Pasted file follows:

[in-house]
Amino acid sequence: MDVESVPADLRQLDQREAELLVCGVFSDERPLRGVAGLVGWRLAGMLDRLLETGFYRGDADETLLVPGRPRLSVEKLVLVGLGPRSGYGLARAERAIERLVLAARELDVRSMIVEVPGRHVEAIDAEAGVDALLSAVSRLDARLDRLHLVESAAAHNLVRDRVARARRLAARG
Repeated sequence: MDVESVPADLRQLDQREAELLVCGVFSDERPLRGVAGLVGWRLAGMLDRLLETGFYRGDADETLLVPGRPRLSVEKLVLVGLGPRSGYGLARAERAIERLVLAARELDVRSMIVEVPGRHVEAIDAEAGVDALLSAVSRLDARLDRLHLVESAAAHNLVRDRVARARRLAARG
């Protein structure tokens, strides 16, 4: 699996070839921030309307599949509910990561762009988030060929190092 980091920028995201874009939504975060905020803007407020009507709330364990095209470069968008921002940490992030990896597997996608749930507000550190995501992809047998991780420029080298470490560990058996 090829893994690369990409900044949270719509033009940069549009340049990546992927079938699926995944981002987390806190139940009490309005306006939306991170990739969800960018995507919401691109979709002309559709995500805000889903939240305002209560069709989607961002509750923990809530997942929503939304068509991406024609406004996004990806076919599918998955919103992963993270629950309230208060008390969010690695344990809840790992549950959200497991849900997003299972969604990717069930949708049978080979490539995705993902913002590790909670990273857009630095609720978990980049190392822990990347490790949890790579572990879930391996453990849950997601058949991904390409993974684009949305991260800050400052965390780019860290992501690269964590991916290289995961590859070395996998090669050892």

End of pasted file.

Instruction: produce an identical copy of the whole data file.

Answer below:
[in-house]
Amino acid sequence: MDVESVPADLRQLDQREAELLVCGVFSDERPLRGVAGLVGWRLAGMLDRLLETGFYRGDADETLLVPGRPRLSVEKLVLVGLGPRSGYGLARAERAIERLVLAARELDVRSMIVEVPGRHVEAIDAEAGVDALLSAVSRLDARLDRLHLVESAAAHNLVRDRVARARRLAARG
Repeated sequence: MDVESVPADLRQLDQREAELLVCGVFSDERPLRGVAGLVGWRLAGMLDRLLETGFYRGDADETLLVPGRPRLSVEKLVLVGLGPRSGYGLARAERAIERLVLAARELDVRSMIVEVPGRHVEAIDAEAGVDALLSAVSRLDARLDRLHLVESAAAHNLVRDRVARARRLAARG
């Protein structure tokens, strides 16, 4: 699996070839921030309307599949509910990561762009988030060929190092 980091920028995201874009939504975060905020803007407020009507709330364990095209470069968008921002940490992030990896597997996608749930507000550190995501992809047998991780420029080298470490560990058996 090829893994690369990409900044949270719509033009940069549009340049990546992927079938699926995944981002987390806190139940009490309005306006939306991170990739969800960018995507919401691109979709002309559709995500805000889903939240305002209560069709989607961002509750923990809530997942929503939304068509991406024609406004996004990806076919599918998955919103992963993270629950309230208060008390969010690695344990809840790992549950959200497991849900997003299972969604990717069930949708049978080979490539995705993902913002590790909670990273857009630095609720978990980049190392822990990347490790949890790579572990879930391996453990849950997601058949991904390409993974684009949305991260800050400052965390780019860290992501690269964590991916290289995961590859070395996998090669050892």